The Effects of Variations in Conductivity and Geometrical Parameters on the Electrocardiogram, Using an Eccentric Spheres Model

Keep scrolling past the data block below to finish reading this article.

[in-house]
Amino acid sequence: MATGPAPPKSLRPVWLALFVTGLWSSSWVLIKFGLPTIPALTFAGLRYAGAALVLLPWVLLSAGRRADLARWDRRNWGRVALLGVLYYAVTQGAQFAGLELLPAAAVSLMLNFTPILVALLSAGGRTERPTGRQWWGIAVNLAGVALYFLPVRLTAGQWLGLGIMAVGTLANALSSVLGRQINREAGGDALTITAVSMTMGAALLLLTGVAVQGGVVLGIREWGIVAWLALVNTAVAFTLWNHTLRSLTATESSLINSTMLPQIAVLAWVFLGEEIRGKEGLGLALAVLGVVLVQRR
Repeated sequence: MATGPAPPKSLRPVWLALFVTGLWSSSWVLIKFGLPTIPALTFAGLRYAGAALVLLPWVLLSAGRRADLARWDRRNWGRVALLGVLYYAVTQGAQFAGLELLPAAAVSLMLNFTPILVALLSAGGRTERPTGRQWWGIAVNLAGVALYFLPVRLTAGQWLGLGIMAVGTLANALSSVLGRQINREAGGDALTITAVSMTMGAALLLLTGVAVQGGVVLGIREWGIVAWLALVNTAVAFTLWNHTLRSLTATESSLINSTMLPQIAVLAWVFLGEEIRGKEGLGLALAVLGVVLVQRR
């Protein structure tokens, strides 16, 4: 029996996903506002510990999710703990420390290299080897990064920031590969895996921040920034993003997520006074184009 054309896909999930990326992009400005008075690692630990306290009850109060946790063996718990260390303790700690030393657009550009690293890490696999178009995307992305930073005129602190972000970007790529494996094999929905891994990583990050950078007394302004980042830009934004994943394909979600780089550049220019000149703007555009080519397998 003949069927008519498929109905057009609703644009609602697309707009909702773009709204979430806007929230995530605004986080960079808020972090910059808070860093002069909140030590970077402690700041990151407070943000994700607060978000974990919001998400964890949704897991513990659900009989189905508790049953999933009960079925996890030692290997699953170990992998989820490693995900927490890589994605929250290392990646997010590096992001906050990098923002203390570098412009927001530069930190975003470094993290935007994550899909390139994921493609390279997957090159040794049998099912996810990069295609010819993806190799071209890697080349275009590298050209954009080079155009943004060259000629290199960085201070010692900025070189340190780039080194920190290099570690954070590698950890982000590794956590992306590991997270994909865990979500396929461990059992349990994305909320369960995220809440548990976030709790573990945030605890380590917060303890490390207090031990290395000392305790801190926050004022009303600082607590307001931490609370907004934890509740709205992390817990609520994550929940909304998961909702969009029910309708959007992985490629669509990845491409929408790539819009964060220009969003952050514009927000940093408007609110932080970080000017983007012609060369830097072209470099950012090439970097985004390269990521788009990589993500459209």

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The effects of variations in the volume conductor properties of the torso on the electrocardiogram were studied by means of a theoretical eccentric spheres model. The model includes a blood cavity, cardiac muscle layer, pericardium, lung region, skeletal muscle layer, and subcutaneous fat. The source of the field is a double-layer spherical cap located within the myocardium. The following effects regarding the electrocardiogram (ECG) potentials were determined: (1) blood augments the potential, but less than predicted by simpler published models; (2) in anemia, high potentials are expected, whereas in polycythemia, voltages are reduced; (3) abnormally low lung conductivity (emphysema) causes low surface potentials whose magnitude is controlled by the low conductivity skeletal muscle layer; (4) low voltages result both from low and high pericardial conductivities; (5) the surface potential increases with increasing myocardial conductivity; (6) low skeletal muscle conductivity (Pompe's disease) causes high surface potentials; (7) obesity lowers the potential only slightly; (8) a thick myocardium, protruding into the lung region, slightly augments the potential; (9) an increase in the thickness of the myocardium at the expense of the blood cavity causes a decrease in potential; (10) the potential increases with increasing heart size; and (11) the location of the heart within the torso has a very significant effect on the surface potential distribution. cire Res 104-111, 1979

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